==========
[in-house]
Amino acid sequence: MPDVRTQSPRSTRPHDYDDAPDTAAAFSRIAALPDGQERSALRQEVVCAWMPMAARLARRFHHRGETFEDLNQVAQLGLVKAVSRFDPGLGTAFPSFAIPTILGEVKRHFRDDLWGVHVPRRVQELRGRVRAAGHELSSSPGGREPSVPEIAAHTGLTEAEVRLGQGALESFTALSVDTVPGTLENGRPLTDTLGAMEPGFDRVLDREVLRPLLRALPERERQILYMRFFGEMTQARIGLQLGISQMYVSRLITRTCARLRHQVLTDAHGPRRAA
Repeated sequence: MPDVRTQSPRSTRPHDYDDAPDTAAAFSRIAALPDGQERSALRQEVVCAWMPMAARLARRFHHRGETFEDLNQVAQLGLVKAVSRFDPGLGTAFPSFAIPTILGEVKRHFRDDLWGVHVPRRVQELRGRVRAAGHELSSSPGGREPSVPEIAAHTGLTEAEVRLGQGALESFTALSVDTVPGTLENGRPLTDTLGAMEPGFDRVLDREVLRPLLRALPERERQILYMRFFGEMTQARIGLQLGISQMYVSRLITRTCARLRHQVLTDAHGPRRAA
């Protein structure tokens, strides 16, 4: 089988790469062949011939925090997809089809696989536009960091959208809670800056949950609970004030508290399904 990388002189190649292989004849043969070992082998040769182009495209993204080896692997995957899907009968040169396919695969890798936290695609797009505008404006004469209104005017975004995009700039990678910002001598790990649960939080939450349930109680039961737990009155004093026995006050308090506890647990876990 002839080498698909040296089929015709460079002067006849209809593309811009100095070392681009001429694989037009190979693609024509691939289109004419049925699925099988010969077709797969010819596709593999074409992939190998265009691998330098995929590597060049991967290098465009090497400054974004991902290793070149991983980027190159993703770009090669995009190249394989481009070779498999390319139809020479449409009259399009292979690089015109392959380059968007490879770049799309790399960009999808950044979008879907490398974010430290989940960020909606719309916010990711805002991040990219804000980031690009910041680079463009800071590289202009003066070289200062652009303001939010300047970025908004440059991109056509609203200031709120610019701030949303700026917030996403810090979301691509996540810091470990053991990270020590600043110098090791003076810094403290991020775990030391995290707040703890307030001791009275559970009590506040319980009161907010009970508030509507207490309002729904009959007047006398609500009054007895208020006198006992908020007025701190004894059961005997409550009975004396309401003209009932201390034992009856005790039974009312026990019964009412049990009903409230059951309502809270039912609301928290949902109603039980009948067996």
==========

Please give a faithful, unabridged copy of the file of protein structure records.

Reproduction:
[in-house]
Amino acid sequence: MPDVRTQSPRSTRPHDYDDAPDTAAAFSRIAALPDGQERSALRQEVVCAWMPMAARLARRFHHRGETFEDLNQVAQLGLVKAVSRFDPGLGTAFPSFAIPTILGEVKRHFRDDLWGVHVPRRVQELRGRVRAAGHELSSSPGGREPSVPEIAAHTGLTEAEVRLGQGALESFTALSVDTVPGTLENGRPLTDTLGAMEPGFDRVLDREVLRPLLRALPERERQILYMRFFGEMTQARIGLQLGISQMYVSRLITRTCARLRHQVLTDAHGPRRAA
Repeated sequence: MPDVRTQSPRSTRPHDYDDAPDTAAAFSRIAALPDGQERSALRQEVVCAWMPMAARLARRFHHRGETFEDLNQVAQLGLVKAVSRFDPGLGTAFPSFAIPTILGEVKRHFRDDLWGVHVPRRVQELRGRVRAAGHELSSSPGGREPSVPEIAAHTGLTEAEVRLGQGALESFTALSVDTVPGTLENGRPLTDTLGAMEPGFDRVLDREVLRPLLRALPERERQILYMRFFGEMTQARIGLQLGISQMYVSRLITRTCARLRHQVLTDAHGPRRAA
């Protein structure tokens, strides 16, 4: 089988790469062949011939925090997809089809696989536009960091959208809670800056949950609970004030508290399904 990388002189190649292989004849043969070992082998040769182009495209993204080896692997995957899907009968040169396919695969890798936290695609797009505008404006004469209104005017975004995009700039990678910002001598790990649960939080939450349930109680039961737990009155004093026995006050308090506890647990876990 002839080498698909040296089929015709460079002067006849209809593309811009100095070392681009001429694989037009190979693609024509691939289109004419049925699925099988010969077709797969010819596709593999074409992939190998265009691998330098995929590597060049991967290098465009090497400054974004991902290793070149991983980027190159993703770009090669995009190249394989481009070779498999390319139809020479449409009259399009292979690089015109392959380059968007490879770049799309790399960009999808950044979008879907490398974010430290989940960020909606719309916010990711805002991040990219804000980031690009910041680079463009800071590289202009003066070289200062652009303001939010300047970025908004440059991109056509609203200031709120610019701030949303700026917030996403810090979301691509996540810091470990053991990270020590600043110098090791003076810094403290991020775990030391995290707040703890307030001791009275559970009590506040319980009161907010009970508030509507207490309002729904009959007047006398609500009054007895208020006198006992908020007025701190004894059961005997409550009975004396309401003209009932201390034992009856005790039974009312026990019964009412049990009903409230059951309502809270039912609301928290949902109603039980009948067996």